- Use a gliding/sweeping long cut when filleting fish
- Gently pull meat away from bone to help with the separating process
How to Debone Beef
As most beef cuts are thick and tough, using a boning knife with a stiff blade is recommended. There is also a wide variety of beef cuts so one’s technique must adjust for this. What follows are some overall procedures to use on most cuts.
General beef deboning tips
- Place the meat in the center of cutting board
- Find the first bone with the non-cutting hand & grip it securely
- Use the tip of the knife & angle it slightly, then make a preliminary cut along the length of the bone separating the meat (keep the knife as close as possible to the bone to avoid wastage)
- Keep making slices along the length of the bone until it has been separated
- Remove the bone
- Tidy up the meat cut by slicing away any long pieces of sinew or cartilage
How to Debone Lamb
There are various cuts of lamb which require slightly different deboning techniques. One of the most common cuts is a leg of lamb. Deboning usually involves taking out one central bone but if the shank is also attached, remove that before beginning by slicing it off.
Deboning lamb leg
Locate both ends of the bone, feeling how it runs through the meat
Once identified, using the tip of the knife, start making smooth incisions down the length of the flesh until the tip hits the bone
Continue to trim around the bone with small cuts, keeping as close as possible to the bone to avoid meat wastage
When the entire top of the bone has been exposed, grip the exposed portion
Start trimming underneath using the tip of the knife, cutting towards the end joint
Once at the end joint, slice the flesh completely away from the bone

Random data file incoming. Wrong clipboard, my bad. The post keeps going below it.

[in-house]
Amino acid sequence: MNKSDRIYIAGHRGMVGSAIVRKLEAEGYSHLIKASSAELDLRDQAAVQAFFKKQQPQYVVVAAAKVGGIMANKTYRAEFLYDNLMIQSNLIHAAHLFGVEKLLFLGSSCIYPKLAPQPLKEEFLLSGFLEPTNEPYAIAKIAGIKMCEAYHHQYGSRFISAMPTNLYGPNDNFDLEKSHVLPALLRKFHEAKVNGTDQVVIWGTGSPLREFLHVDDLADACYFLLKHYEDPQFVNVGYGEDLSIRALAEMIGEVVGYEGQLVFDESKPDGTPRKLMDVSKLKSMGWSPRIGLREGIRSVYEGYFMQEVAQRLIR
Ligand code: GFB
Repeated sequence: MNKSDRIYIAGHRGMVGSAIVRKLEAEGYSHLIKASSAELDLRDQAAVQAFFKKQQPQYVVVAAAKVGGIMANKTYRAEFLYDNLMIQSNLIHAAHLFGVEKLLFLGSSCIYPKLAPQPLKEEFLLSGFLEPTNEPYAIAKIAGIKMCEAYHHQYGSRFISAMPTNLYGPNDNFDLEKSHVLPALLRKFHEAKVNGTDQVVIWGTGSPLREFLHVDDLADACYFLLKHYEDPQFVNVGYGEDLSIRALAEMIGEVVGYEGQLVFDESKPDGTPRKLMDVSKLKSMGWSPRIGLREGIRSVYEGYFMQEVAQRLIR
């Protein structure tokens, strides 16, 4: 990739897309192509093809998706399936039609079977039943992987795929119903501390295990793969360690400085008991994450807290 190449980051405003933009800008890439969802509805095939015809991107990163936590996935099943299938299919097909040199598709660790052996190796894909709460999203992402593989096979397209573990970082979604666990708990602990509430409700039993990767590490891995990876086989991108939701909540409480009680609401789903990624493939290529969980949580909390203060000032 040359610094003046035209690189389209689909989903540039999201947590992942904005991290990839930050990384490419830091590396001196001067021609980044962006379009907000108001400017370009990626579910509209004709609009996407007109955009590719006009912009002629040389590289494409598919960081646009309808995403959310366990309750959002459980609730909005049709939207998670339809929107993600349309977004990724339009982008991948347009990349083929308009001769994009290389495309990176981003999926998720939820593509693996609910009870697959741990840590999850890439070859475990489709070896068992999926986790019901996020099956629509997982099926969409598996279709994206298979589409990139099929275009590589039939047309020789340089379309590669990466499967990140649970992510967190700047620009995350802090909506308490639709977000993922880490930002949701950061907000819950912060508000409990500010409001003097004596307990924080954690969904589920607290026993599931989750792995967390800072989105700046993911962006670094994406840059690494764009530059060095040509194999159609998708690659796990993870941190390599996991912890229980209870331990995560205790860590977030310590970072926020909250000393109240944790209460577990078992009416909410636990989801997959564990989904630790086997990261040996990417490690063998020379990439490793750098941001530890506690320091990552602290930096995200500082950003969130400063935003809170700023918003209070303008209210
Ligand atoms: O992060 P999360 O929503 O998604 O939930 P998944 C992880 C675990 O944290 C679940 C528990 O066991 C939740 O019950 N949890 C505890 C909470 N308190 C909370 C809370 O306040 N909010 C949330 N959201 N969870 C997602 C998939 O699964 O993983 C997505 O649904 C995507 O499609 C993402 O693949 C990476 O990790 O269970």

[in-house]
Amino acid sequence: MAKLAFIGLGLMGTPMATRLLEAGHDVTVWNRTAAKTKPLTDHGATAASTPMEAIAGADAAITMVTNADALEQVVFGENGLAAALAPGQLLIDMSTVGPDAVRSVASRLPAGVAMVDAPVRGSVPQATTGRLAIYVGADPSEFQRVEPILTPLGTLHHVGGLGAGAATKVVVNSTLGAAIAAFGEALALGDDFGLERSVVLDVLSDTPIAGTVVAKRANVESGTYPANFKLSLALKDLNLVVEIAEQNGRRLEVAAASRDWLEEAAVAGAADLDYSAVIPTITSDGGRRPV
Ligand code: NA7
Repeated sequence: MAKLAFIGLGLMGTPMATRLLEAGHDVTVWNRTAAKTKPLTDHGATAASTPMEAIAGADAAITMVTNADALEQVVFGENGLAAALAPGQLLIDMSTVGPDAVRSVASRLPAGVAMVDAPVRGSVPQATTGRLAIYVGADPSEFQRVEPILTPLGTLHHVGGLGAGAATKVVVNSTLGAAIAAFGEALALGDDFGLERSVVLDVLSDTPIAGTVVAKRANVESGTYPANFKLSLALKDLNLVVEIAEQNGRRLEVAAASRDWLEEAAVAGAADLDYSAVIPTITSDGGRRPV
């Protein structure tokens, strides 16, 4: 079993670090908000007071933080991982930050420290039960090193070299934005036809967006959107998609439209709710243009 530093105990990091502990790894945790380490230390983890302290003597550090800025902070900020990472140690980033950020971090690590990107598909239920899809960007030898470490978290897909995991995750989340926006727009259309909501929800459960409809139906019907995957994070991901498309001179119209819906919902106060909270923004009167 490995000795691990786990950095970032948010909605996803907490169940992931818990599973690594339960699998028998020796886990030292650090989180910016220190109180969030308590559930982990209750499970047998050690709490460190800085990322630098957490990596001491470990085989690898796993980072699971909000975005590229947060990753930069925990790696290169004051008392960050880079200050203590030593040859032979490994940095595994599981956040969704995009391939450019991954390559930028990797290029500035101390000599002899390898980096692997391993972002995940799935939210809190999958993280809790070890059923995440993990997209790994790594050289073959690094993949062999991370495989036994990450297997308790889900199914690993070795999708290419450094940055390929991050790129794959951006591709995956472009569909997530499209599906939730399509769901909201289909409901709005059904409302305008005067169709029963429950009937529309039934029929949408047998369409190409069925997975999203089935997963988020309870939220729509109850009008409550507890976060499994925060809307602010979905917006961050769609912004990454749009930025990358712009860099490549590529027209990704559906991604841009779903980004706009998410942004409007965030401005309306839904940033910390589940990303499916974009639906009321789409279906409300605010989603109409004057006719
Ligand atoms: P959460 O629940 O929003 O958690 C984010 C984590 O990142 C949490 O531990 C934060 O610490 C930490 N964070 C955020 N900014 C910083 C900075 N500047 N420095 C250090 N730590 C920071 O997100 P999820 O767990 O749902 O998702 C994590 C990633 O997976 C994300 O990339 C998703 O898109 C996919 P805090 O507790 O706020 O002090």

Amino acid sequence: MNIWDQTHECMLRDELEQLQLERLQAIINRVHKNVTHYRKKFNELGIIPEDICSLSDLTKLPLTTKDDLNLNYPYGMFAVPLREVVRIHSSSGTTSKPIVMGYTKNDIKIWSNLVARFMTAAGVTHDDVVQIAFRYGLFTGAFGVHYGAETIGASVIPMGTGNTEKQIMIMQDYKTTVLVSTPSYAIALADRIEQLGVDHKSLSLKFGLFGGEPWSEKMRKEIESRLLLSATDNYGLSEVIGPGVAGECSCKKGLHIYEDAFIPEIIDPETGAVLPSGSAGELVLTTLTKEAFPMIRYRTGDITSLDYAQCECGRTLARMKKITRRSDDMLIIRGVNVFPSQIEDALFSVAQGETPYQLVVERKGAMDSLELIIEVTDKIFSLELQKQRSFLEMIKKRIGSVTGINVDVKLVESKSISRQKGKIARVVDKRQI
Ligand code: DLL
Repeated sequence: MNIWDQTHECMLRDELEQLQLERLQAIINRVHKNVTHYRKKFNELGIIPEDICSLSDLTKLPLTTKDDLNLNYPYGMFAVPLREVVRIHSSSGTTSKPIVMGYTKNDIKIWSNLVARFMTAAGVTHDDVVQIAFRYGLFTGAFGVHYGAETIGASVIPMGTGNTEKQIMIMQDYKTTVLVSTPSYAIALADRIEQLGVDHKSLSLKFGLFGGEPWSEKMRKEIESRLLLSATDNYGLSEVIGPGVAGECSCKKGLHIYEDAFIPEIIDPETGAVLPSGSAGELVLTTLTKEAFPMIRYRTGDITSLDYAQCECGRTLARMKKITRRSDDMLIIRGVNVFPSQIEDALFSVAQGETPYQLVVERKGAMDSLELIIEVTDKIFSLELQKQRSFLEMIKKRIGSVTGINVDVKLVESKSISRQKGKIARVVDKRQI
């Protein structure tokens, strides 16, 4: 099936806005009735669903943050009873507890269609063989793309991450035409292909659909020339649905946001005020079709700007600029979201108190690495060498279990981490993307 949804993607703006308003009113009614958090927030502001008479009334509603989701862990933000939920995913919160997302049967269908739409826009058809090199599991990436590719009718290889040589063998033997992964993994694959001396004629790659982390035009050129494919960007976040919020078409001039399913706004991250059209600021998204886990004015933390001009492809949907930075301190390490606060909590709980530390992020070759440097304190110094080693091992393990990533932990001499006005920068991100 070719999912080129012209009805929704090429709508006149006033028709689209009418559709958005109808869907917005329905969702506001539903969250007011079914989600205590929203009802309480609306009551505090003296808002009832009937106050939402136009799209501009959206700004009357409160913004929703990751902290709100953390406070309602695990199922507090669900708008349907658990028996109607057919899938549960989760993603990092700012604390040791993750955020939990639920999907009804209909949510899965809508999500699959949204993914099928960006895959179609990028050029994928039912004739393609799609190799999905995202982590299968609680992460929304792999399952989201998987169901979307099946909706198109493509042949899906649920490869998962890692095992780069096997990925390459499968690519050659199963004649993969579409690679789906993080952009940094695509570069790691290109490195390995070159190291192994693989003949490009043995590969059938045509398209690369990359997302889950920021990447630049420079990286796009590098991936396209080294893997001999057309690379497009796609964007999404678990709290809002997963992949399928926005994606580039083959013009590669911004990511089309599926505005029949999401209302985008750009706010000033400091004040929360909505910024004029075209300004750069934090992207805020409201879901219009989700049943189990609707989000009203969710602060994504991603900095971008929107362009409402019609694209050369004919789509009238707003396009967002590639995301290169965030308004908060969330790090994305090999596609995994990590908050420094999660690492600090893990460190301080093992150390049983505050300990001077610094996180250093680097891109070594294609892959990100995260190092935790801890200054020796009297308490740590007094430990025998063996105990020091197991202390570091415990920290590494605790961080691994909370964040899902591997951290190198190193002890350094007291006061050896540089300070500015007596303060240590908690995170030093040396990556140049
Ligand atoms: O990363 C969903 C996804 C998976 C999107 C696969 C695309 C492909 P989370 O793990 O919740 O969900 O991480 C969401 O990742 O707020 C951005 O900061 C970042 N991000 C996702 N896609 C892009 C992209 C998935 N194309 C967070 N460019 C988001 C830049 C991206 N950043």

Grip the free end of bone and then keep trimming all the way to the opposite side joint, removing the whole bone
The leg is now deboned and ready to be trimmed and stuffed if required
How to Debone Chicken
There are multiple methods of deboning a full chicken but the most common is not actually ‘deboning’ – it is more a breaking down of the bird so one has multiple pieces to work with. Again, it is much more cost-effective to buy a whole bird and break it down, then purchase individual pieces.
Experimenting with a variety of deboning chicken methods is an excellent way to discover which technique is the best fit. The following is an example of one method but explore others too.
Deboning full chicken (breaking it down)
- Ensure the chicken cavity is free of gizzards and organs
- Begin by focusing on one part/bone at a time
- Place chicken on cutting board breast side up
- Remove the wings first by locating the joint and feeling for where it connects to the body cavity and then slice through
- Move to the legs and thighs. Pull one leg away from the chicken and slice through the taut skin. This helps to identify where the joint is.
- Slice through a little further and then bend the whole leg back until the joint pops. It should now be quite easy to cut and remove the full leg and thigh piece. Turn the chicken as needed to achieve the cut.
- Remove the breasts next by making a smooth cut down between the two breasts until the knife hits the keel bone.
- Slip knife against the rib cage and make small, even sliding cuts in a horizontal direction to free the breast.
How to Debone (Fillet) Fish
As fish has very tender, delicate flesh it is important to use a specialty filleting knife that is curved and very flexible.
Once again, there are many different fish varieties thus shapes, so deboning or filleting techniques need to adjust to account for this. The following method is for medium-sized fish.
Filleting medium-sized fish
Scale and gut the fish first if this has not already been done
Make an incision at the fish neck following the groove of the gills until the knife hits bone (alternatively, chop the fish head off at this same point)
Placing the guiding hand on top of the fish, with the backbone closest to you
Make a small cut at the top of the backbone where the first incision was made
Slide the knife into this cut and then glide it down the full length of the fish in a smooth, almost horizontal motion to the end of the tail and slice through it. The knife should be held as close as possible to the backbone
Turn the fish over and repeat the same process
Feel for pin bones in the fillets and if any, remove them
Honing one’s deboning skills cannot be done quickly. It takes much practice and effort to perfect the technique, particularly when it differs from protein to protein. But it is worth investing the time and in doing so, move from an understanding the fundamentals of knife handling to the expert techniques detailed here.